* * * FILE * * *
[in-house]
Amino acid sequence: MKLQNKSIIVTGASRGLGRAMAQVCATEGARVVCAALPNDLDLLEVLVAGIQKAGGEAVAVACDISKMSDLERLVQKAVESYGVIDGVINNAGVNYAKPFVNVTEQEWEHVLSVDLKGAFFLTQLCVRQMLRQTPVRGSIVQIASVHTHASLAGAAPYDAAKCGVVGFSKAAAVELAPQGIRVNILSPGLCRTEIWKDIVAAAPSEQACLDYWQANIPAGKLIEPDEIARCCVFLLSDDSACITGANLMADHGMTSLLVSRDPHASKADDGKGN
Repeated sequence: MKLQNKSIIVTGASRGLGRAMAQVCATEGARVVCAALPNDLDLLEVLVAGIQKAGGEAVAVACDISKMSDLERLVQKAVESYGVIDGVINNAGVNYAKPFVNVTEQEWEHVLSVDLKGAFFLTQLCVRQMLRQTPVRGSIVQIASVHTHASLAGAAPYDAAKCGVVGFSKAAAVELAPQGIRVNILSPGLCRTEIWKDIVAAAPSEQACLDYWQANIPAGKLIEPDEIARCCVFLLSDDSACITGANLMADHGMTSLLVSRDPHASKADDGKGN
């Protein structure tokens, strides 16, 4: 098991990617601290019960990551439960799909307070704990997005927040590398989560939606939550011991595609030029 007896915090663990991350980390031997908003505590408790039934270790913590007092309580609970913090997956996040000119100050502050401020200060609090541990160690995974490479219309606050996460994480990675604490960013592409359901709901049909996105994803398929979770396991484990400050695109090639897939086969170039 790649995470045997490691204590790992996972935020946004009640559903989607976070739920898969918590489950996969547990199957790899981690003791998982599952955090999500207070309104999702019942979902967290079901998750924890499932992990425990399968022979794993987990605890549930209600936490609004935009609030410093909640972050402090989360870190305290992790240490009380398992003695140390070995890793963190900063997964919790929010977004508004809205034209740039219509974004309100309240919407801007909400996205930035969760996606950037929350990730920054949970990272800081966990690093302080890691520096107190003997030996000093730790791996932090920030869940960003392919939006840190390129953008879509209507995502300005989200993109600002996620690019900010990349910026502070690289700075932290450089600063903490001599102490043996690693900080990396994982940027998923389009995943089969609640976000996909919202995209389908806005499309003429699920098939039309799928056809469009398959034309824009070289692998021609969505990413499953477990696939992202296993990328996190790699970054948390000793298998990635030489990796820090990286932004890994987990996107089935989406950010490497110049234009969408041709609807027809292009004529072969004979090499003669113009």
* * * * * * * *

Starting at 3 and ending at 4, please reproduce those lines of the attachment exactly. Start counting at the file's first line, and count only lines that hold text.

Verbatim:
Repeated sequence: MKLQNKSIIVTGASRGLGRAMAQVCATEGARVVCAALPNDLDLLEVLVAGIQKAGGEAVAVACDISKMSDLERLVQKAVESYGVIDGVINNAGVNYAKPFVNVTEQEWEHVLSVDLKGAFFLTQLCVRQMLRQTPVRGSIVQIASVHTHASLAGAAPYDAAKCGVVGFSKAAAVELAPQGIRVNILSPGLCRTEIWKDIVAAAPSEQACLDYWQANIPAGKLIEPDEIARCCVFLLSDDSACITGANLMADHGMTSLLVSRDPHASKADDGKGN
């Protein structure tokens, strides 16, 4: 098991990617601290019960990551439960799909307070704990997005927040590398989560939606939550011991595609030029 007896915090663990991350980390031997908003505590408790039934270790913590007092309580609970913090997956996040000119100050502050401020200060609090541990160690995974490479219309606050996460994480990675604490960013592409359901709901049909996105994803398929979770396991484990400050695109090639897939086969170039 790649995470045997490691204590790992996972935020946004009640559903989607976070739920898969918590489950996969547990199957790899981690003791998982599952955090999500207070309104999702019942979902967290079901998750924890499932992990425990399968022979794993987990605890549930209600936490609004935009609030410093909640972050402090989360870190305290992790240490009380398992003695140390070995890793963190900063997964919790929010977004508004809205034209740039219509974004309100309240919407801007909400996205930035969760996606950037929350990730920054949970990272800081966990690093302080890691520096107190003997030996000093730790791996932090920030869940960003392919939006840190390129953008879509209507995502300005989200993109600002996620690019900010990349910026502070690289700075932290450089600063903490001599102490043996690693900080990396994982940027998923389009995943089969609640976000996909919202995209389908806005499309003429699920098939039309799928056809469009398959034309824009070289692998021609969505990413499953477990696939992202296993990328996190790699970054948390000793298998990635030489990796820090990286932004890994987990996107089935989406950010490497110049234009969408041709609807027809292009004529072969004979090499003669113009």